Classic History Books

Great Britain and Her Queen - by Anne E. Keeling

not been rendered any fairer by the discovery of the great Diamond Fields, and the rush of all sorts and
conditions of men to profit thereby. Into the entangled history of our doings in relation to Cape Colony -

originally a Dutch settlement - and all our varied and often disastrous dealings with the Dutch-descended

Boers and the native tribes in its neighbourhood, we cannot well enter. Our missionary action has the

glory of great achievement in Southern Africa; of our political action it is best to say little.

A more encouraging scene is presented if we turn to the Fijian Isles, whose natives, once a proverb of
cannibal ferocity, have been humanised and Christianised by untiring missionary effort, and by their own

free-will have passed under British domination and are ruled by a British governor. The extraordinary

change worked in the people of these isles, characterised now, as even in their heathen days, by a certain

bold manliness, that hitherto has escaped the usual deterioration, is so great and unmistakable that critics

predisposed to unfriendliness do not try to deny it.

In consequence of the immensely increased facilities of communication that we now enjoy, our own
great food-producing dependencies and the vast corn-growing districts of other lands can pour their

stores into our market - a process much aided by the successive removal of so many restrictions on

commerce, and by the practical science which has overcome so many difficulties connected with the

transport of slain meat and other perishable commodities. England seems not unlikely to become a

wonderfully cheap country to live in, unless some new turn of events interferes with the processes which

during the last two decades have so increased the purchasing power of money that, as is confidently

stated, fifteen shillings will now buy what it needed twenty shillings to purchase twenty years ago. To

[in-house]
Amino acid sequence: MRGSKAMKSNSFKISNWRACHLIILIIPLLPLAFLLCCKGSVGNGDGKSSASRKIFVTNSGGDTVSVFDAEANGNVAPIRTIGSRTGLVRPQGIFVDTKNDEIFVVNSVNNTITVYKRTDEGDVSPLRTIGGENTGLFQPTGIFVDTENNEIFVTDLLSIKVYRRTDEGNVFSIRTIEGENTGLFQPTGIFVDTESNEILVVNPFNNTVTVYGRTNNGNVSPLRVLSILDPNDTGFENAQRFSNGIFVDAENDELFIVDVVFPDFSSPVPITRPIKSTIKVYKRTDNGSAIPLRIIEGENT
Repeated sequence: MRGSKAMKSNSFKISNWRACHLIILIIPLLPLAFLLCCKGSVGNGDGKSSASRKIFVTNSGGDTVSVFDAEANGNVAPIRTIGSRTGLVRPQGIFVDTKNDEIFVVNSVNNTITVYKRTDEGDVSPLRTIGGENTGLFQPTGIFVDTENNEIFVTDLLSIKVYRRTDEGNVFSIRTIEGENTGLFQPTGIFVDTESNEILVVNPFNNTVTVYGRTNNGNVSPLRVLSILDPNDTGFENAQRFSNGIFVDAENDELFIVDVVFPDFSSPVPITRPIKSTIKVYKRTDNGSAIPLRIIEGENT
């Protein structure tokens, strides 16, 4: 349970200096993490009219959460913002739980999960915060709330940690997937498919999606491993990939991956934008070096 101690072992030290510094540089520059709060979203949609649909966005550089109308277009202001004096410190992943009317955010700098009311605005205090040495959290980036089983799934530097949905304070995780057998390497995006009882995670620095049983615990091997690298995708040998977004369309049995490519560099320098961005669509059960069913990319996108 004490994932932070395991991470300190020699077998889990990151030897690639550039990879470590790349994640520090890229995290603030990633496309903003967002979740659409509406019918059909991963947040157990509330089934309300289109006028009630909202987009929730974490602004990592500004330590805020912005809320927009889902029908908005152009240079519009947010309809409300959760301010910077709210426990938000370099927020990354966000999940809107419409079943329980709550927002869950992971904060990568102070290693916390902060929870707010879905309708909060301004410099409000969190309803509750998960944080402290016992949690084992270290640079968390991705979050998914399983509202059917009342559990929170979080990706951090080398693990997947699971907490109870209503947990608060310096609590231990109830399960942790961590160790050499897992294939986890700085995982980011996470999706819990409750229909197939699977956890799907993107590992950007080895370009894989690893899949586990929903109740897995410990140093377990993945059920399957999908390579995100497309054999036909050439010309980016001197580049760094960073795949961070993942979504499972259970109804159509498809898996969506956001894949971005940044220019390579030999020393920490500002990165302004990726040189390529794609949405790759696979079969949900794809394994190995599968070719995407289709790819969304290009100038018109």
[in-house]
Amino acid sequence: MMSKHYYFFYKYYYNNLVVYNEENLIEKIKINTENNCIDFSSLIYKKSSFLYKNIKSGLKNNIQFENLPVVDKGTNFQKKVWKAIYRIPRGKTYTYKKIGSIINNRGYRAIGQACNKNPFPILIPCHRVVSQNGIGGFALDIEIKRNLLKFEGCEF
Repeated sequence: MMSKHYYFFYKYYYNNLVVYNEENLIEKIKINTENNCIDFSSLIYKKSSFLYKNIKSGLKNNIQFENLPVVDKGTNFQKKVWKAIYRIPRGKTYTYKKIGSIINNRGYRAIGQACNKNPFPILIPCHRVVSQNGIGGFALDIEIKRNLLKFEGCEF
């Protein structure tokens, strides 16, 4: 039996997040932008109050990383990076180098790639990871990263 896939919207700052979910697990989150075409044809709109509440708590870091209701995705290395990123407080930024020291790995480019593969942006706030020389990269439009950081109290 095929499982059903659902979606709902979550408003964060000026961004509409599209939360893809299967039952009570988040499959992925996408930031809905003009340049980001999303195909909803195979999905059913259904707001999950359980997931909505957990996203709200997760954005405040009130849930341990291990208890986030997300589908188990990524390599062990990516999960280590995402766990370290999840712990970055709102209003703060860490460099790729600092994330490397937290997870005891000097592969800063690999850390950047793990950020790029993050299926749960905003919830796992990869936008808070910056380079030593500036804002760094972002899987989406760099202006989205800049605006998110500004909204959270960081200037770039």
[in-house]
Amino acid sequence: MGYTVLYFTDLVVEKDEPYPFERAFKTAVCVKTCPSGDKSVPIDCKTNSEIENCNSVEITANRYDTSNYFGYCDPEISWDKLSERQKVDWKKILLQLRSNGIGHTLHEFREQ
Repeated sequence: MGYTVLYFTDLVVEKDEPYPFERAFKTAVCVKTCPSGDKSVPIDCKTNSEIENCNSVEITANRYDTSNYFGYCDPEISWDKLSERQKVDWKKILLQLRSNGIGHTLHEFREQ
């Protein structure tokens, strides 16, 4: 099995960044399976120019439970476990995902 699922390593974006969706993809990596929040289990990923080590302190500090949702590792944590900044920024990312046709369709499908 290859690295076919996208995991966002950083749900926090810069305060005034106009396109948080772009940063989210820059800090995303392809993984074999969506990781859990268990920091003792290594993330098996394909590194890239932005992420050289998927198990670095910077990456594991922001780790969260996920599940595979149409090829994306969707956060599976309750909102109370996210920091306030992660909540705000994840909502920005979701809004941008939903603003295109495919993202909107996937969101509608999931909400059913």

this result, as a matter of course, the enormous development of our manufacturing and other industries

has also contributed.

There is another side to the medal, and not so fair a one. The necessaries of life are cheaper; wages are
actually higher, when the greater value of money is taken into account; more care is taken as to the

housing of the poor; the workers of the nation have more leisure, and spend not a little of it in travelling,

being now by far the most numerous patrons of the railway; the altered style of the conveyances provided

for them is a sufficient testimony to their higher importance. All this is to the good; so, too, is the

diminution in losses by bankruptcy and in general pauperism, the increasing thrift shown by the records

of savings banks, the lengthening of life, the falling off in crime, which is actually - not proportionally -

rarer than ten years ago, to go no further back.

Against this we have to set the facts that the terrible malady of insanity is distinctly on the increase -
whether due to mere physical causes, to the high pressure at which modern society lives, or to the

prevalent scepticisms which leave many wretched men so little tranquillising hope or faith, who shall

say? - that all trades and professions are more or less overcrowded; and that there is a terrible amount,

not of pauperism, but of hard-struggling poverty, massed up in the crowded, wretched, but high-priced

tenements of great towns, and maintaining a forlorn life by such incessant, cruel labour as is not exacted

from convicted criminals in any English prison. London, where this kind of misery is inevitably at its

height, receives every week an accession of a thousand persons, who doubtless, in a great majority of

cases, simply help to glut the already crowded labour market and still further lower the wages of the

workers; and the other great towns in like manner grow, while the rural population remains stagnant or

lessens. Agricultural distress, which helps to keep the tide of emigration high, also accounts in part for

this singular, undesirable displacement of population; while recent testimony points to the fact that the

terribly unsanitary and inefficient housing of the rural poor does much to drive the best and most

laborious members of that class away from the villages and fields which might otherwise be the homes of


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